What should be considered before adoption of a health IT system for oral health?
Before selecting and implementing any health IT system for oral health, some key items need to be considered including: privacy and security, the cost of the system (both upfront when implementing the system and recurring costs associated with upkeep), what functionalities are necessary, and workflow capacity.
Privacy and Security
As more health information becomes available electronically, such as through electronic health records, the issue of privacy and security must be considered. Oral health providers are subject to the privacy and security regulations as detailed under the Health Insurance Portability and Accountability Act of 1996 (HIPAA). Specifically, two HIPAA regulations – the Privacy Rule and the Security Rule – are applicable when it comes to how oral health providers handle health records. As detailed by the American Dental Association in a 2010 Report on Dental Records, an oral health provider who uses electronic transactions of any type are considered a “covered entity” and must therefore comply by both the Privacy Rule and Security Rule. The Security Rule relates specifically to electronic personal health information (ePHI), and requires any dentist using an electronic health record or who stores health information electronically maintain its “confidentiality, integrity, and accessibility.”
A 2003 article from the Journal of the American Dental Association provides an excellent resource on what specific security measures need to be addressed as oral health providers manage electronic health information. Additionally, for those oral health providers who are considered a “covered entity” under HIPAA, extensive information on Privacy and Security considerations when implementing electronic health records is available in the Privacy and Security section of HRSA’s Health IT Adoption Toolbox.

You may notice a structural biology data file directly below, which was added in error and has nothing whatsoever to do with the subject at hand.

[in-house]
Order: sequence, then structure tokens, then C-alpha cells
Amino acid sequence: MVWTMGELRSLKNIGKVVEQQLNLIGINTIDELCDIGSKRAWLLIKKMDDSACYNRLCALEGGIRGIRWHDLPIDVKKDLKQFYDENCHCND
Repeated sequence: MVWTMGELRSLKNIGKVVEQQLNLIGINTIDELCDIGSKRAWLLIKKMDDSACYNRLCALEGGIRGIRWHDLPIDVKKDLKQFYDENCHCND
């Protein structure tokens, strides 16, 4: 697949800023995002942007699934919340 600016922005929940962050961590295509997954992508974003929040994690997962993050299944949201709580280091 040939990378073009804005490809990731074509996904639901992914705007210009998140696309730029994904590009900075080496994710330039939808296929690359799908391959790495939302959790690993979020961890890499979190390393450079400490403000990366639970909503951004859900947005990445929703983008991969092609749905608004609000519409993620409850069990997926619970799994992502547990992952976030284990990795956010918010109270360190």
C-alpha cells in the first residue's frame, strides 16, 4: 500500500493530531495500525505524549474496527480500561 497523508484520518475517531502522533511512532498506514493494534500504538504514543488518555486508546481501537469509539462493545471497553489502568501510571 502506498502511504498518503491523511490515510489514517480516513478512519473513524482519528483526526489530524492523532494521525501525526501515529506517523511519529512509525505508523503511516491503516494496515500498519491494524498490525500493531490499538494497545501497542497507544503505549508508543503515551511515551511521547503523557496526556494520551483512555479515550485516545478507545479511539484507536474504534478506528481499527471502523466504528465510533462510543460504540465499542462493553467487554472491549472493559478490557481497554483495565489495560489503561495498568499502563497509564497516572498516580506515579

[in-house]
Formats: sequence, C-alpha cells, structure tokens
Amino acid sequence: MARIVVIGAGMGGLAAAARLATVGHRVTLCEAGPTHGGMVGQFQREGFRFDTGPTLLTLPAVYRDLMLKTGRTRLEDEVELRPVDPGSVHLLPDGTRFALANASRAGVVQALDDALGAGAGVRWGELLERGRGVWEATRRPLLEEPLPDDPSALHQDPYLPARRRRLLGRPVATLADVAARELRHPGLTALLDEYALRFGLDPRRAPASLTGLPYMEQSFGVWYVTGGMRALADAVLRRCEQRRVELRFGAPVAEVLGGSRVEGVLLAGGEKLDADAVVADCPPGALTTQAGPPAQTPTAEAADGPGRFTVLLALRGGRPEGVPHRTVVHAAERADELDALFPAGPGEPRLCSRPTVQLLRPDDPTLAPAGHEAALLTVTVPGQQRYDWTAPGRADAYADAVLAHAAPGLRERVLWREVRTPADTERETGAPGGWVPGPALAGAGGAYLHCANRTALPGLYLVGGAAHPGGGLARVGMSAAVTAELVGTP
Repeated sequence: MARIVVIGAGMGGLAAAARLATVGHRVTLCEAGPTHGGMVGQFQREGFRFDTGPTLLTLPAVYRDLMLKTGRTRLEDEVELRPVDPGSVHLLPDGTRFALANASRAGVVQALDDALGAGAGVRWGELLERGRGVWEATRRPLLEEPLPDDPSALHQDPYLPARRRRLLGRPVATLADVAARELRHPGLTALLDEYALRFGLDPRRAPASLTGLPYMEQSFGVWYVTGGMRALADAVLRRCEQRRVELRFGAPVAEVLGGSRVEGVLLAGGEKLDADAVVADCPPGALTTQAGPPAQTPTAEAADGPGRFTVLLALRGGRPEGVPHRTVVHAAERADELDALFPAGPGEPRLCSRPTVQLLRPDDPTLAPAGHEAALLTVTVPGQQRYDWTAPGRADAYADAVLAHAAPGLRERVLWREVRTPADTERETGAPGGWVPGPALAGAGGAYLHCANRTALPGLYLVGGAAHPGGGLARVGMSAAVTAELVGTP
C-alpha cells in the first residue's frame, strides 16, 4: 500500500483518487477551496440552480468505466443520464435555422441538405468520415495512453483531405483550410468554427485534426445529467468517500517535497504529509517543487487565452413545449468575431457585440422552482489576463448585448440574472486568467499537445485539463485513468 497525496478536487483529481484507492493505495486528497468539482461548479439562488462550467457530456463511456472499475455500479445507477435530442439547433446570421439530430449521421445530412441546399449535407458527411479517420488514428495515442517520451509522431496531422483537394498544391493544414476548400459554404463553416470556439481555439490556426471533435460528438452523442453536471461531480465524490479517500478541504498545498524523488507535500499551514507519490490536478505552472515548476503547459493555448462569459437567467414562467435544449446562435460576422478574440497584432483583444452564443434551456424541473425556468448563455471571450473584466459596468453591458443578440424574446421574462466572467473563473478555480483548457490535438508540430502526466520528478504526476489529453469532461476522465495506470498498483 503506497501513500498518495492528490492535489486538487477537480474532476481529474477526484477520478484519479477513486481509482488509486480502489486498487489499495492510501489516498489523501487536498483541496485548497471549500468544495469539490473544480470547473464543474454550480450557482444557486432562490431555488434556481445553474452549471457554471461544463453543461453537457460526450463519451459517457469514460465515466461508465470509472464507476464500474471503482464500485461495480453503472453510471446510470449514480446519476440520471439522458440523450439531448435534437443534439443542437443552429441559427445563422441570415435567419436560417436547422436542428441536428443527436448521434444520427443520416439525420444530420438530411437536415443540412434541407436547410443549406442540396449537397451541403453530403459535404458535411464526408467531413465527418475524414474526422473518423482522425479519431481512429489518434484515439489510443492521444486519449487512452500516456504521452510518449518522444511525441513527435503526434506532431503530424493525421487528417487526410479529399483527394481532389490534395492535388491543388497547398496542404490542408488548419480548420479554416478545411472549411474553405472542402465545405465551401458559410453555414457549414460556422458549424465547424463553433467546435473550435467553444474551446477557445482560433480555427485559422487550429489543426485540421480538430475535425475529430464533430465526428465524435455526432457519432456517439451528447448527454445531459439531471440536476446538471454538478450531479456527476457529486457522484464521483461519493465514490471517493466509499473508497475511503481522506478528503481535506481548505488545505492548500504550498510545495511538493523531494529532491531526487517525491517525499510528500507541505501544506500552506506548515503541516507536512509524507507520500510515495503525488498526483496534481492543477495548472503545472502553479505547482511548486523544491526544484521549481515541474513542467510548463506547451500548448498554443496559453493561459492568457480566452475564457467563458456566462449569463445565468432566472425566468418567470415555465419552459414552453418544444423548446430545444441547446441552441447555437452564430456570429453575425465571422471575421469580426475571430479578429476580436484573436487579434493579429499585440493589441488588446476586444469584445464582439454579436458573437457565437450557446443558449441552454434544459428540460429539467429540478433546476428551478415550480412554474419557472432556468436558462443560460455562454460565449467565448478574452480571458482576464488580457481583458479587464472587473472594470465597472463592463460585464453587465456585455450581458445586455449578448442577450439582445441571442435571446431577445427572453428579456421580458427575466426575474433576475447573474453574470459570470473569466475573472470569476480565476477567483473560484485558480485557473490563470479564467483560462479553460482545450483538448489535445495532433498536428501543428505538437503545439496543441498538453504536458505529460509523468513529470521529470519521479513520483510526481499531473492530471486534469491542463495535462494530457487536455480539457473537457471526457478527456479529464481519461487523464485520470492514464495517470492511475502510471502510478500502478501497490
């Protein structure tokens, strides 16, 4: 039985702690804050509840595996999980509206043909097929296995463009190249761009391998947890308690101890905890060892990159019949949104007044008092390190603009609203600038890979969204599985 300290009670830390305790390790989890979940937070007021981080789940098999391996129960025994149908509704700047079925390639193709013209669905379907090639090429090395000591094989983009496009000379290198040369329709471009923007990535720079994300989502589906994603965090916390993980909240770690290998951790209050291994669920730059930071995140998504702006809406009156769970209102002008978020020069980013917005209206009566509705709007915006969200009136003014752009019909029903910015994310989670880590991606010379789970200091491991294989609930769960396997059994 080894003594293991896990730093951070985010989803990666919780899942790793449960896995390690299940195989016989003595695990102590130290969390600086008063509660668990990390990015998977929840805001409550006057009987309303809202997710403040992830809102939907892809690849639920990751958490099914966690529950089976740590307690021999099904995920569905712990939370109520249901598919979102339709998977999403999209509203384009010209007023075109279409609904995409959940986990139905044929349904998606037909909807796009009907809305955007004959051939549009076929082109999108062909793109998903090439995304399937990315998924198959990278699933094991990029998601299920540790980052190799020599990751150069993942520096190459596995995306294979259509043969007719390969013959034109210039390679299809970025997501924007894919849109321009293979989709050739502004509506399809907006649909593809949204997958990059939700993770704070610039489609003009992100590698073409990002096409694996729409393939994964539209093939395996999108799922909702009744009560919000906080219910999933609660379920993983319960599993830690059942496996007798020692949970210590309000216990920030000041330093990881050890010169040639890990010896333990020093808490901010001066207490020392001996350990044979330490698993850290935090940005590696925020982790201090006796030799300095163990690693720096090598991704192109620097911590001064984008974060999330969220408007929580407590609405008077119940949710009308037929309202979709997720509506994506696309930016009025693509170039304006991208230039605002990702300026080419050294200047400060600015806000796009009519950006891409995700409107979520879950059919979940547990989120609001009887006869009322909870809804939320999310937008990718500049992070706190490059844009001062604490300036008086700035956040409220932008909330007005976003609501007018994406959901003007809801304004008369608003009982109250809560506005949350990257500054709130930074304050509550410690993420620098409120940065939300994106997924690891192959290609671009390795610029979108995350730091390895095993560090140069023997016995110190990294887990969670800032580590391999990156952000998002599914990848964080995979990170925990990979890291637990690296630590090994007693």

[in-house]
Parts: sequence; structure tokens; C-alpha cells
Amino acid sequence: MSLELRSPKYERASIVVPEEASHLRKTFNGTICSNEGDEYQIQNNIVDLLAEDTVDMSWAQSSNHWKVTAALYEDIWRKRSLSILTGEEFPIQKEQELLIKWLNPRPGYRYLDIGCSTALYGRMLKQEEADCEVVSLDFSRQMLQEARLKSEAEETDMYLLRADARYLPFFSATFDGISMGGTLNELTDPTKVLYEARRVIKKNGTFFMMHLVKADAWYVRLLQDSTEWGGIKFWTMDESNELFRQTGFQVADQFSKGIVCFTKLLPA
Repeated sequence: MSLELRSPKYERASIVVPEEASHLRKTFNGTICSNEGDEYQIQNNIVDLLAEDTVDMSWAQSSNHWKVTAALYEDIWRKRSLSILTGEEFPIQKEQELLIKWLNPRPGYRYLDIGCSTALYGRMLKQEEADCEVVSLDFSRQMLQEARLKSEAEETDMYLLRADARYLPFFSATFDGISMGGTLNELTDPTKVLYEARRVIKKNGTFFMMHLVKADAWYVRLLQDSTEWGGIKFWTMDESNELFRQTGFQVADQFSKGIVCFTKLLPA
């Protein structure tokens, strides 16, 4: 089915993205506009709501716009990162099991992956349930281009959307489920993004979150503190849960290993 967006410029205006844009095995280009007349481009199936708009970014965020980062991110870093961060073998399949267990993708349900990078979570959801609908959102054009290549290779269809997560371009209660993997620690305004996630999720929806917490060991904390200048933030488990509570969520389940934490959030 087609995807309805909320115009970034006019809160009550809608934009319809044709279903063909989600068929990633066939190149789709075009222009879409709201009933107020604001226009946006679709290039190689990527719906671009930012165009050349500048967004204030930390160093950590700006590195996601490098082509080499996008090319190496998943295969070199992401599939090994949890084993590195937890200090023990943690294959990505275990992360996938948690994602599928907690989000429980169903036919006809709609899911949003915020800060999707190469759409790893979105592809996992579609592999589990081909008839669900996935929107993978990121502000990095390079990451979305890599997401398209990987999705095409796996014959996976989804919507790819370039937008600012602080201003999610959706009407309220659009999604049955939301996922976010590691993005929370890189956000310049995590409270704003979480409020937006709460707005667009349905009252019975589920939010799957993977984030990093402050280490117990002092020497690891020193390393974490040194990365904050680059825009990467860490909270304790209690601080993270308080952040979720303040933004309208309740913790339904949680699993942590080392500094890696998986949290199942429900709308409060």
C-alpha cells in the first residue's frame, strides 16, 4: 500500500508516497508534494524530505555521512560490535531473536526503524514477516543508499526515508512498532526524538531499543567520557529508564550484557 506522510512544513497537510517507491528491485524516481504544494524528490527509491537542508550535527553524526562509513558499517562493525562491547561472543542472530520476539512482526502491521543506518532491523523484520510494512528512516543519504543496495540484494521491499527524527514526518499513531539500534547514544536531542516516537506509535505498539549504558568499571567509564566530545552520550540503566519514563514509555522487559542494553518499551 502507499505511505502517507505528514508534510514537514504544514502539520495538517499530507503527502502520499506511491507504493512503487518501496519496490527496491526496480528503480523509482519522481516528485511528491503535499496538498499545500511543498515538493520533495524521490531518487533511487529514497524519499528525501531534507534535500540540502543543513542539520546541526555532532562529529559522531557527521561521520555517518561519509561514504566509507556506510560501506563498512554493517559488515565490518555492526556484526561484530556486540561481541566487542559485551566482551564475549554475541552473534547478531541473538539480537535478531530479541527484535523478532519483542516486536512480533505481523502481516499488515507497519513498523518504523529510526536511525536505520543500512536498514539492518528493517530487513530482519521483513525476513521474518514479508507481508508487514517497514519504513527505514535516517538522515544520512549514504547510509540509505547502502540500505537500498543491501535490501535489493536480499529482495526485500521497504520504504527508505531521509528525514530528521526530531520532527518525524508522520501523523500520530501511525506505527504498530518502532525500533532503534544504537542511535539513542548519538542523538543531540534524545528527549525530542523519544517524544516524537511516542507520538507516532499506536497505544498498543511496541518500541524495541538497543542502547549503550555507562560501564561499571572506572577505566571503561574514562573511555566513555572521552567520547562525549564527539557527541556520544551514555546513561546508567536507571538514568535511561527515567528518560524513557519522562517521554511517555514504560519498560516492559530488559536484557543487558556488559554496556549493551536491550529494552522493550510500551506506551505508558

As discussed in the Pediatric Oral Health and Health IT module, the evaluation of expected costs is crucial in determining whether or not providers can adopt health IT into their clinics and offices, and is often one of the strongest and most common barriers. A 2010 report from the California HealthCare Foundation explored the literature for barriers to EHR adoption. Barriers reported include cost, burden of added work, and reimbursement difficulties, among others. Other potential upfront costs include hardware and software, staff training, initial productivity loss as users adapt to a new system, labor hours to transfer paper records into the system, and outside consulting services. Common recurring costs stem from upgrades to hardware and software, maintenance, and licensing fees. Return on Investment (ROI) is another concern for providers, and can vary across different types of dental practices and be particularly difficult to measure. A 2008 study in the Journal of Dental Education determined that for the electronic patient record used by the dental care site studied, “The payback of the initial investment was a mere 2.5 years.” These challenges may be more profound for dentists practicing in safety net clinics. A 2008 report from Murchinson and colleagues notes that purchasing and implementation expenses were the biggest barriers to EHR adoption among safety net providers.